Save The Snakes works locally in India to solve two global problems: Snakes populations are decreasing and humans are seriously threatened by snakebite. Each year in India, over 46,000 people die from snakebite, which accounts for almost half of worldwide snakebite deaths. The World Health Organization classifies snakebite as a neglected tropical disease as few efforts exist to reduce snakebite in developing countries. Rural communities in the Eastern Ghats of India are primarily poor and lack access to appropriate medical care when a snakebite occurs. The current solution for mitigating this snakebite crisis is to indiscriminately kill snakes, including king cobras, which has contributed to the species decline. Currently king cobras are listed in Schedule II of the Indian Wildlife Act and as Vulnerable in the IUCN Red List of Threatened Species. This is a disaster for the environment as snakes serve an integral role in the ecosystem and control rodent populations, which spread disease to humans. Learn how Save The Snakes is working to mitigate this conflict between humans and snakes.
The rural communities in India are primarily poor with marginal economies and low literacy rates. Lack of knowledge and access to technology leads to indecisive actions in the event of a human-snake encounter. However, with a basic understanding of snake ecology and simple changes to daily routines, most snakebites could be prevented. In the Eastern Ghats, there have been no efforts by any other organization to work with these communities and to implement such conflict mitigation conservation efforts regarding venomous snakes. Secondly, there are very few organizations/research institutions that focus their efforts on data collection to further understand the ecology of king cobras in this region of India. Current studies and initiatives contribute to enhanced knowledge about the biology of the species, but do not address the conservation concerns that threaten king cobras in the Eastern Ghats of India.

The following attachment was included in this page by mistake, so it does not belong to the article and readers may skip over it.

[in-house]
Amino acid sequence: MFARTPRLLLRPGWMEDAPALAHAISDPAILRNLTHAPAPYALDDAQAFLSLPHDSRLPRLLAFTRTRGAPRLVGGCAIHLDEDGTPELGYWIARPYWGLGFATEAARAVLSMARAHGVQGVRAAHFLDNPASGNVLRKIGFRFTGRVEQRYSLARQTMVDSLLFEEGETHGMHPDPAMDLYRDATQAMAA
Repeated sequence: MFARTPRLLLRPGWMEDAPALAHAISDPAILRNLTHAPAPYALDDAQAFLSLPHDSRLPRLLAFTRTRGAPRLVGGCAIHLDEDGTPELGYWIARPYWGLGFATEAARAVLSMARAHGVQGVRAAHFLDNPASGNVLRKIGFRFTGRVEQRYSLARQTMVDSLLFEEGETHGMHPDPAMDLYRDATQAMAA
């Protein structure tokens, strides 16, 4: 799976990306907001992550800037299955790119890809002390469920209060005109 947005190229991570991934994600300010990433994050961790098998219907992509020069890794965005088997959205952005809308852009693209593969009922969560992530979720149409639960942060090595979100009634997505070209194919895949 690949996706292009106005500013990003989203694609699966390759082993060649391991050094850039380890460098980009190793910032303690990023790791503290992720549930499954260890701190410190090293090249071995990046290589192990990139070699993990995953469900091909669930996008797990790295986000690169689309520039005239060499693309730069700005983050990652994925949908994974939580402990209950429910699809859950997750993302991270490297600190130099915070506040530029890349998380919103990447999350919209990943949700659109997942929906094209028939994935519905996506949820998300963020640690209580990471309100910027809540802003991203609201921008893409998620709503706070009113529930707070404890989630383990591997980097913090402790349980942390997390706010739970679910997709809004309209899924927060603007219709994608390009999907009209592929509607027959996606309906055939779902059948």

Our community-based approach is unique in the area because we aim to mitigate immediate human-induced threats to snakes by working with all the stakeholders, while simultaneously collecting scientific data to identify, as well as prioritize, critical habitats for species conservation and conflict mitigation priorities. Therefore, by devising and implementing community initiatives and education strategies, we can discover solutions that are mutually beneficial to both human and snakes. The long-term goal is that Save The Snakes programs in the Eastern Ghats can be replicated for implementation in other parts of the world where snakes are threatened with extinction in part due to existing conflict with humans.